Mr. Goldstein planned to take a significant loan for a high-risk investment opportunity. “If the investment fails,” he said to his wife, “what can we do to protect our home?”
“We can grant it as a gift to our son, Shlomo, or ‘sell’ it for a nominal amount,” suggested his wife. “In this way, it won’t be under our name anymore and won’t be subjugated to the loan.”
“I’m not comfortable with granting Shlomo title of the house,” said Mr. Goldstein. “I have full confidence in him, but you can’t always foresee potential problems. There are also tax considerations.”
“Perhaps we can make an informal sale document with Shlomo without actually changing title,” suggested his wife. “If things work out, destroy the document. If the investment fails, Moshe can show his document. Alternatively, perhaps we can draft a debt document to Moshe for a large sum. This way, if the loan fails, he’ll ‘collect’ the house first, instead of the bank.”
“I’m not sure if this will work,” said Mr. Goldstein. “I don’t want to get into legal trouble.”
“Of course, you must first speak with a lawyer!” stated his wife emphatically.
Mr. Goldstein discussed the various legal aspects with his lawyer. The lawyer explained that there is a problem of “fraudulent conveyance” in granting assets to evade paying creditors, which is governed in almost all states by the Uniform Fraudulent Transfer Act. Their idea violated a number of “badges of fraud.” He advised Mr. Goldstein on what could be done within the framework of law.
“I’d like to also discuss the issue with Rabbi Dayan,” Mr. Goldstein said. “I wonder what halacha has to say.”
When he raised the matter with Rabbi Dayan, the latter said, “The Gemara [Kesubos 78b] discusses a widow who granted all her assets to her daughter before remarrying to keep them from her second husband. She subsequently got divorced and demanded the property back from her daughter. Rav Nachman voided the gift as fictitious since a person presumably will not abandon his financial interests to give another.”
“The Rosh [Kesubos 8:3; Responsa 78:1-3] derives from this discussion that one cannot grant assets to evade creditors,” continued Rabbi Dayan. “Unless the borrower left enough for his sustenance, the clear umdena (evaluation) is that the gift is fictitious. The Sages voided his gift to thwart his cunning plans.”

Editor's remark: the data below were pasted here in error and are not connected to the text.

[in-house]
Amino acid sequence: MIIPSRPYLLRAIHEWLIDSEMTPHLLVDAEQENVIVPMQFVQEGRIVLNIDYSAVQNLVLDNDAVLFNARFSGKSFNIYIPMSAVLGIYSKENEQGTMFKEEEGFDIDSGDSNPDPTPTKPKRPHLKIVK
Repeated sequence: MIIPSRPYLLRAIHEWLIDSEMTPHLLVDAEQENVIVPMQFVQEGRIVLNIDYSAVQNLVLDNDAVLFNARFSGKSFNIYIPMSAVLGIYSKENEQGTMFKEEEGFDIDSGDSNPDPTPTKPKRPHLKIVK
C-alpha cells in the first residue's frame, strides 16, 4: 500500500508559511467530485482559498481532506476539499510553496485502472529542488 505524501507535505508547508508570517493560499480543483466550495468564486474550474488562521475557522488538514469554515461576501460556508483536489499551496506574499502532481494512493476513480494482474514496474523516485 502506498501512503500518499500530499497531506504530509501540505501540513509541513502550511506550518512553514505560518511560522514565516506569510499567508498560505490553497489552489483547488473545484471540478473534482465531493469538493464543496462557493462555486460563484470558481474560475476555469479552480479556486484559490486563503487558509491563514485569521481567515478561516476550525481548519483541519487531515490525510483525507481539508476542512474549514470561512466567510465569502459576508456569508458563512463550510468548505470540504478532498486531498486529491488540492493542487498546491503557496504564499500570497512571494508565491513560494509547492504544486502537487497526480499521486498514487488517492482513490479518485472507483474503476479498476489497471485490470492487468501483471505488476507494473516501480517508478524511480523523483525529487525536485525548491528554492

“The Rosh cites a similar ruling of the Maharam of Rothenberg,” added Rabbi Dayan. “Someone purchased a property and listed it under his brother’s name to prevent his wife from collecting her kesubah from it. The Maharam ruled that she can collect it regardless. R’ Tam [Tosafos, Kesubos 79a s.v. “asa’um”), however, upheld a gift of assets before taking a loan to avoid their becoming subjugated.”
“What does Shulchan Aruch say?” asked Mr. Goldstein.
“Shulchan Aruch [Choshen Mishpat 99:6-8] cites the Rosh and Maharam,” answered Rabbi Dayan. “If a borrower dispossesses his assets to evade his creditors, his cunning plans are void, and they can collect the assets. The Rema concludes, however, that if the gift does not appear devious to beis din – it actually seems like a genuine gift – the transaction is valid even though he intended to protect the asset from creditors.”
“What does that mean?” asked Mr. Goldstein.
“The Ketzos [99:8] and Nesivos [99:6] explain that if the legal transfer is absolute, so that the asset leaves the possession of the giver and he cannot retract, the gift is valid even if the motive was to protect the asset and he would not have given it otherwise,” explained Rabbi Dayan. “Chavos Yair [#200] writes, however, that if he was deceitful and intended to evade paying the creditor, we void the gift, even if transfer was absolute. The Tumim disagrees.” [Pischei Teshuva 99:7; Pischei Choshen, Nezikin 15:56]
“I should mention,” concluded Rabbi Dayan, “that many of these principles are also found in the UFTA.”